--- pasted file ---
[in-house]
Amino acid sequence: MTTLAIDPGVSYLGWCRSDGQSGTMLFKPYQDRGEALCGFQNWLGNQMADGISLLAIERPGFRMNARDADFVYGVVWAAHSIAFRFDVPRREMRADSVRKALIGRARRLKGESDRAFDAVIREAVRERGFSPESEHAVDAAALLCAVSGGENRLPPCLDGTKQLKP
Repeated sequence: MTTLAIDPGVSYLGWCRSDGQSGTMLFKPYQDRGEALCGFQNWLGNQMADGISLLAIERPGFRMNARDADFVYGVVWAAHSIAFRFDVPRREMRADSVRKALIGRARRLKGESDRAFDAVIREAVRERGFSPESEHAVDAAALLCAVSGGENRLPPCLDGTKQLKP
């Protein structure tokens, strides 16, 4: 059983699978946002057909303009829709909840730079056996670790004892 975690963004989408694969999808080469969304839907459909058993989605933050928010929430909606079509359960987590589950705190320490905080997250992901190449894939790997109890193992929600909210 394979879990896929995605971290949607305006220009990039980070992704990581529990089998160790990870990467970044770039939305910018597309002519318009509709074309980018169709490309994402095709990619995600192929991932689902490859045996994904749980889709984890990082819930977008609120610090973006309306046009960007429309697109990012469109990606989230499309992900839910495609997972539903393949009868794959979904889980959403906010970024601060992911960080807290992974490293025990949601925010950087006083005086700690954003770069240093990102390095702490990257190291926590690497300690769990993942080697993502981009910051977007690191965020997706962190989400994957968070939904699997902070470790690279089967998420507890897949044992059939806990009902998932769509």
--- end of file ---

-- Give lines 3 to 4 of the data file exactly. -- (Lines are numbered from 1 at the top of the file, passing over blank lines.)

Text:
Repeated sequence: MTTLAIDPGVSYLGWCRSDGQSGTMLFKPYQDRGEALCGFQNWLGNQMADGISLLAIERPGFRMNARDADFVYGVVWAAHSIAFRFDVPRREMRADSVRKALIGRARRLKGESDRAFDAVIREAVRERGFSPESEHAVDAAALLCAVSGGENRLPPCLDGTKQLKP
């Protein structure tokens, strides 16, 4: 059983699978946002057909303009829709909840730079056996670790004892 975690963004989408694969999808080469969304839907459909058993989605933050928010929430909606079509359960987590589950705190320490905080997250992901190449894939790997109890193992929600909210 394979879990896929995605971290949607305006220009990039980070992704990581529990089998160790990870990467970044770039939305910018597309002519318009509709074309980018169709490309994402095709990619995600192929991932689902490859045996994904749980889709984890990082819930977008609120610090973006309306046009960007429309697109990012469109990606989230499309992900839910495609997972539903393949009868794959979904889980959403906010970024601060992911960080807290992974490293025990949601925010950087006083005086700690954003770069240093990102390095702490990257190291926590690497300690769990993942080697993502981009910051977007690191965020997706962190989400994957968070939904699997902070470790690279089967998420507890897949044992059939806990009902998932769509």